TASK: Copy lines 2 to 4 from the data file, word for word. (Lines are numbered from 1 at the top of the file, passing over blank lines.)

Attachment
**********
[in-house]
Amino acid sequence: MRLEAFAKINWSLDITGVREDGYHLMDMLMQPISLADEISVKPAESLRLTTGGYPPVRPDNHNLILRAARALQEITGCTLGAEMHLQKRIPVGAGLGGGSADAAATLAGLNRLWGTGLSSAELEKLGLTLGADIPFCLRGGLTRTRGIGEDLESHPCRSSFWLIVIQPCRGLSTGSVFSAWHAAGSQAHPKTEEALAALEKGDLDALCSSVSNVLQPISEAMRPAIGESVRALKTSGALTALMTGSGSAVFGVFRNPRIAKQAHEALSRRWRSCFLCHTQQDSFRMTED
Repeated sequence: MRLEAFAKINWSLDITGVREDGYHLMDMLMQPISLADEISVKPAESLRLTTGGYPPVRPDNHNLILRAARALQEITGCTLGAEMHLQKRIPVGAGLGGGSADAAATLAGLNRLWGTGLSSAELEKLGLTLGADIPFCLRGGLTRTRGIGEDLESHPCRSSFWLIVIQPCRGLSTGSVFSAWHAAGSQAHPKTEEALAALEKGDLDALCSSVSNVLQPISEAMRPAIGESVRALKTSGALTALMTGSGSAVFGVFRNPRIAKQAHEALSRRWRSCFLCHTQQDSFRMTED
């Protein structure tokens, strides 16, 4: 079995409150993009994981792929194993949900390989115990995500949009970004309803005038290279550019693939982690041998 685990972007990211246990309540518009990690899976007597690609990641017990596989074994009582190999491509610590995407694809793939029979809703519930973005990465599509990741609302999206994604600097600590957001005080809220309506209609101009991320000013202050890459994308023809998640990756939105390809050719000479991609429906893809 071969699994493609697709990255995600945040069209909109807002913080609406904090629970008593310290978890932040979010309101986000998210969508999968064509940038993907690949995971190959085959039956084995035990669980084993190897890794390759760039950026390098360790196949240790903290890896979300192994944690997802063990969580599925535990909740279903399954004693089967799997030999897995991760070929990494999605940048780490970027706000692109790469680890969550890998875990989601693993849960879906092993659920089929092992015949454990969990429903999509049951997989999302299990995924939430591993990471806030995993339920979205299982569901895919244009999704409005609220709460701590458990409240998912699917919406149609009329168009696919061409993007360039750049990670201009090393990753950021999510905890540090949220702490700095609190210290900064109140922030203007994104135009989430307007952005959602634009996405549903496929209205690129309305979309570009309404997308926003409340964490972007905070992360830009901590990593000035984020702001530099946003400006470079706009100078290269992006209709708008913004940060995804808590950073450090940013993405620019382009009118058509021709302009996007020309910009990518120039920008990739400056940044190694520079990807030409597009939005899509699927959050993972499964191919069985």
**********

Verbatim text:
Amino acid sequence: MRLEAFAKINWSLDITGVREDGYHLMDMLMQPISLADEISVKPAESLRLTTGGYPPVRPDNHNLILRAARALQEITGCTLGAEMHLQKRIPVGAGLGGGSADAAATLAGLNRLWGTGLSSAELEKLGLTLGADIPFCLRGGLTRTRGIGEDLESHPCRSSFWLIVIQPCRGLSTGSVFSAWHAAGSQAHPKTEEALAALEKGDLDALCSSVSNVLQPISEAMRPAIGESVRALKTSGALTALMTGSGSAVFGVFRNPRIAKQAHEALSRRWRSCFLCHTQQDSFRMTED
Repeated sequence: MRLEAFAKINWSLDITGVREDGYHLMDMLMQPISLADEISVKPAESLRLTTGGYPPVRPDNHNLILRAARALQEITGCTLGAEMHLQKRIPVGAGLGGGSADAAATLAGLNRLWGTGLSSAELEKLGLTLGADIPFCLRGGLTRTRGIGEDLESHPCRSSFWLIVIQPCRGLSTGSVFSAWHAAGSQAHPKTEEALAALEKGDLDALCSSVSNVLQPISEAMRPAIGESVRALKTSGALTALMTGSGSAVFGVFRNPRIAKQAHEALSRRWRSCFLCHTQQDSFRMTED
């Protein structure tokens, strides 16, 4: 079995409150993009994981792929194993949900390989115990995500949009970004309803005038290279550019693939982690041998 685990972007990211246990309540518009990690899976007597690609990641017990596989074994009582190999491509610590995407694809793939029979809703519930973005990465599509990741609302999206994604600097600590957001005080809220309506209609101009991320000013202050890459994308023809998640990756939105390809050719000479991609429906893809 071969699994493609697709990255995600945040069209909109807002913080609406904090629970008593310290978890932040979010309101986000998210969508999968064509940038993907690949995971190959085959039956084995035990669980084993190897890794390759760039950026390098360790196949240790903290890896979300192994944690997802063990969580599925535990909740279903399954004693089967799997030999897995991760070929990494999605940048780490970027706000692109790469680890969550890998875990989601693993849960879906092993659920089929092992015949454990969990429903999509049951997989999302299990995924939430591993990471806030995993339920979205299982569901895919244009999704409005609220709460701590458990409240998912699917919406149609009329168009696919061409993007360039750049990670201009090393990753950021999510905890540090949220702490700095609190210290900064109140922030203007994104135009989430307007952005959602634009996405549903496929209205690129309305979309570009309404997308926003409340964490972007905070992360830009901590990593000035984020702001530099946003400006470079706009100078290269992006209709708008913004940060995804808590950073450090940013993405620019382009009118058509021709302009996007020309910009990518120039920008990739400056940044190694520079990807030409597009939005899509699927959050993972499964191919069985």